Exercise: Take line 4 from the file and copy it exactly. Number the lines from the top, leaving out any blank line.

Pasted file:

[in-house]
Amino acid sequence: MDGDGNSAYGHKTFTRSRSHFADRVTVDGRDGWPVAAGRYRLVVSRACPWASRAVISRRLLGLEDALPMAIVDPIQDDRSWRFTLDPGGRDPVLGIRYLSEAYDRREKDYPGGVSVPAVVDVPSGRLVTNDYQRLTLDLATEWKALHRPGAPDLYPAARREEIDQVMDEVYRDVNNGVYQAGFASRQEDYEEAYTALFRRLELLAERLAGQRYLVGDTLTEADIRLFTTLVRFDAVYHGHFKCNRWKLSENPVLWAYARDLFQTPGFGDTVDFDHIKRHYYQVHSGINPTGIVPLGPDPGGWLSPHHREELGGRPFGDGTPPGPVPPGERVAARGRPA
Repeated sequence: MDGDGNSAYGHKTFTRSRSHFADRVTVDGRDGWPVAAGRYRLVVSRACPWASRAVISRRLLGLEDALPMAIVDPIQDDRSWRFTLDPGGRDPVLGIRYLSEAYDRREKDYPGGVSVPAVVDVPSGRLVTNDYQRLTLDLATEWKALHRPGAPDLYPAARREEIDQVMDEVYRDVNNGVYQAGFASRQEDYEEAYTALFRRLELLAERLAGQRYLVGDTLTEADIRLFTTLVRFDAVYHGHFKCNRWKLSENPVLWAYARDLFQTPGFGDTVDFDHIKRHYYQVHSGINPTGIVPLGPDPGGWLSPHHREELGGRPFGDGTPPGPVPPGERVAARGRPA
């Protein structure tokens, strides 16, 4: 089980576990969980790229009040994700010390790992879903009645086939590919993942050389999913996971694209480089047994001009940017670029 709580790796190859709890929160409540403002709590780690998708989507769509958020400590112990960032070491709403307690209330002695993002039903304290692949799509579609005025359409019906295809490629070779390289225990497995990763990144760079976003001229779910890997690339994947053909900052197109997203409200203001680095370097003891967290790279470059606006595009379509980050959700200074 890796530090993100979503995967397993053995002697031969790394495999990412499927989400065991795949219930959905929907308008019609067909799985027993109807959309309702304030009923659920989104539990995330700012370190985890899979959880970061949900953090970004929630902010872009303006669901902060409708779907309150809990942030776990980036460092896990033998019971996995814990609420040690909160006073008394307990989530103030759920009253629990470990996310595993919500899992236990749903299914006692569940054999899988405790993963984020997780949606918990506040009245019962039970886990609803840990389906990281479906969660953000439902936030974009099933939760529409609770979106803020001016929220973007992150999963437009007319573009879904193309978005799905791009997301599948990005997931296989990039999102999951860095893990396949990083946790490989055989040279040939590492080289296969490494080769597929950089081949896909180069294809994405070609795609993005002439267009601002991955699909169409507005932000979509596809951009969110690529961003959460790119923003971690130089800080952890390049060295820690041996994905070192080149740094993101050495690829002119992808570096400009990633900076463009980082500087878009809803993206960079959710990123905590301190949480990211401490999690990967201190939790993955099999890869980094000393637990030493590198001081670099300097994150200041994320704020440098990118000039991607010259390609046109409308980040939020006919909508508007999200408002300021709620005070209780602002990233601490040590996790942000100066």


């Protein structure tokens, strides 16, 4: 089980576990969980790229009040994700010390790992879903009645086939590919993942050389999913996971694209480089047994001009940017670029 709580790796190859709890929160409540403002709590780690998708989507769509958020400590112990960032070491709403307690209330002695993002039903304290692949799509579609005025359409019906295809490629070779390289225990497995990763990144760079976003001229779910890997690339994947053909900052197109997203409200203001680095370097003891967290790279470059606006595009379509980050959700200074 890796530090993100979503995967397993053995002697031969790394495999990412499927989400065991795949219930959905929907308008019609067909799985027993109807959309309702304030009923659920989104539990995330700012370190985890899979959880970061949900953090970004929630902010872009303006669901902060409708779907309150809990942030776990980036460092896990033998019971996995814990609420040690909160006073008394307990989530103030759920009253629990470990996310595993919500899992236990749903299914006692569940054999899988405790993963984020997780949606918990506040009245019962039970886990609803840990389906990281479906969660953000439902936030974009099933939760529409609770979106803020001016929220973007992150999963437009007319573009879904193309978005799905791009997301599948990005997931296989990039999102999951860095893990396949990083946790490989055989040279040939590492080289296969490494080769597929950089081949896909180069294809994405070609795609993005002439267009601002991955699909169409507005932000979509596809951009969110690529961003959460790119923003971690130089800080952890390049060295820690041996994905070192080149740094993101050495690829002119992808570096400009990633900076463009980082500087878009809803993206960079959710990123905590301190949480990211401490999690990967201190939790993955099999890869980094000393637990030493590198001081670099300097994150200041994320704020440098990118000039991607010259390609046109409308980040939020006919909508508007999200408002300021709620005070209780602002990233601490040590996790942000100066």